(think of the format of the old paper-based GRE exams described in the Measurement Statistics Notes). The measurement model
observed estimate = TRUTH + error
is the same whether the error comes for sampling of items or of persons
or of time. In one case we might call it measurement error, and in another sampling error.
But it could include both!
Is it worth extracting and
entering all of the step counts in all of their digits to have an answer that has too many decimal places for what one wants?
And in so doing, we overlook other SEs -- ie statistical errors than do not decrease in magnitude
as we increase the sqrt(n)! You can probably think of some in the case of the StepCounter!
JH likes to say that besides standard error, the abbreviation SE could stand for many other types of error.
It could be SAMPLING error, or STATISTICAL error, or STUPID error. Sadly,
statistical theory is only good at quantifying sampling error, where the sqrt(n) is always
in the underside of the formula. BUT IT DOES NOT KNOW HOW TO JUDGE OTHER TYPES OF ERROR,
and SOMETIMES THESE CAN BE A LOT LARGER THAN THE SAMPLING ERROR, AND THESE NON-SAMPLING ERRORS
CANNOT BE MADE SMALLER BY INCREASING n.
INCREASING n will just make the answer MORE PECISELY WRONG
This returns to the question posed about Q1 at the very beginning,
namely how to draw a sample from a non-uniform distribution.
Like the others, Q6 is blend of the theoretical and the practical. Here you are asked to use
R to read in the .csv file, and to produce some summary statistics, and calculate some standard errors.
You probably have not worked out the SE [sqrt(Variance)] for a ratio, but this is a good example
of something often used in applied work. Hint: the log of a ratio is the difference of its components; the
approx. variance of a log of a positive rv is (by the Delta method) the original variance times the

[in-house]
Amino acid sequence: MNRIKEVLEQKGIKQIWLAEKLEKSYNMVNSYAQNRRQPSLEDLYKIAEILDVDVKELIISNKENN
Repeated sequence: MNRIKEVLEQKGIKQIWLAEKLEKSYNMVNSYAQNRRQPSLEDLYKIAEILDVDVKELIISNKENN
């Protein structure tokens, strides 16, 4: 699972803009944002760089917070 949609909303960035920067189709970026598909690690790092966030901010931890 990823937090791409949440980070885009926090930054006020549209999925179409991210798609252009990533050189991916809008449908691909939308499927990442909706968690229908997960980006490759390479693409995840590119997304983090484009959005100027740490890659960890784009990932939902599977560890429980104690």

square of the Jacobian or scaling factor, evaluated at/near the centre of the old scale.
Think of the variance of September temperatures in F as the variance of September temperatures in C,
multiplied by the square of the scaling factor... the scale of F is 9/5 ths larger than the scale of C.
If the scaling is not linear (eg an elastic band) use the scale factor at the centre.
Reference is made to the Finite Population Correction (FPC) for the sampling variance. This would apply in
cases where you sample n (< N) of the N members of Canadian or U.S. Senate, or some of
the 40 pages of gasoline purchases.
It is written in slightly different version by different people, but JH tends to think of
it's approx. value as (1 - n/N). To get the proper variance (assuming in our case that the target is
just these 2 years, nothing else), the variance computed under an infinite population or
sampling with replacement assumption needs to be multiplied by this less-than-unity factor,
so that in the limit, if we sampled all n of the N, so that the FPC = 1 - n/N =0, the variance
for our (census) estimate is 0.
The form of the FPC can be derived for the binary response case using
the ratio of the hypergeometric to Binomial variance: the binomial is for samples from an infinite
population -- or a finite one but sampling with replacement-- whereas the hypergeometric is for samples
from a finite one, but without replacement.
Your other choice of method to sample the days from the scanned logs can be based on what
factors you think most affect activity, and can be used in the sampling design. There is no one
best one a priori (indeed the computerized data from 2010-2011 could be used to test out various
designs/estimators but this is not required for the exercise, which is designed just to get
you thinking about the issues.
When using R (or another random number generator or random number table) keep track
of how exactly you started the sequence (see set.seed in R).
One of the savings to think about when entering data is discarding digits... what would be the effect
if you only entered thousands of steps (rounded or truncated to an integer number of thousands) or
hundreds of steps. Can you anticipate how much 'damage' is done by such approximations?
This Q is new this year, so the wording might still need some
polishing -- email JH if anything is unclear, or if you find yourself
spending a long time trying to figure out what is being asked -- it may
well be that the issue is with the wording rather than you!
JH will amalgamate the various samples so as to make a 100% sample,
or 'census' where the
only 'SE' is a statistical error (or recording or data-entry
or data-processing error).
In a census, the traditional SE (STANDARD Error) should be 0, but as we saw last
week with the Statistics Canada report on languages spoken in Quebec,
there can sometimes be some other and very embarrassing types of SE's.